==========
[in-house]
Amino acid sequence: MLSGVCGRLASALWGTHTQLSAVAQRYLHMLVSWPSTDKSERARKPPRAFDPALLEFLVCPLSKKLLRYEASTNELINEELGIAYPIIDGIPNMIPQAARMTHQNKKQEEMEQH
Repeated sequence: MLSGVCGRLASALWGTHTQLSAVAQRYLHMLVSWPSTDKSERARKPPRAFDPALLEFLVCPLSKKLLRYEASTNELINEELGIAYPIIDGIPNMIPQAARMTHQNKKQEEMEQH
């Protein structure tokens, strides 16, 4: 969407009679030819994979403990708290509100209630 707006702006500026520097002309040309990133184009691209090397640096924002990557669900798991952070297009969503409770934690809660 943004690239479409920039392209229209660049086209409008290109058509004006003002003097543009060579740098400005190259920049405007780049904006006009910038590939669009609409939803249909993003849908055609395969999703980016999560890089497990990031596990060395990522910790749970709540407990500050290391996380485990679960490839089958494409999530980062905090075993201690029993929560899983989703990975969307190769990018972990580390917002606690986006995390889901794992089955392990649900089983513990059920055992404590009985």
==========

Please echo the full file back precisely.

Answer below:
[in-house]
Amino acid sequence: MLSGVCGRLASALWGTHTQLSAVAQRYLHMLVSWPSTDKSERARKPPRAFDPALLEFLVCPLSKKLLRYEASTNELINEELGIAYPIIDGIPNMIPQAARMTHQNKKQEEMEQH
Repeated sequence: MLSGVCGRLASALWGTHTQLSAVAQRYLHMLVSWPSTDKSERARKPPRAFDPALLEFLVCPLSKKLLRYEASTNELINEELGIAYPIIDGIPNMIPQAARMTHQNKKQEEMEQH
């Protein structure tokens, strides 16, 4: 969407009679030819994979403990708290509100209630 707006702006500026520097002309040309990133184009691209090397640096924002990557669900798991952070297009969503409770934690809660 943004690239479409920039392209229209660049086209409008290109058509004006003002003097543009060579740098400005190259920049405007780049904006006009910038590939669009609409939803249909993003849908055609395969999703980016999560890089497990990031596990060395990522910790749970709540407990500050290391996380485990679960490839089958494409999530980062905090075993201690029993929560899983989703990975969307190769990018972990580390917002606690986006995390889901794992089955392990649900089983513990059920055992404590009985």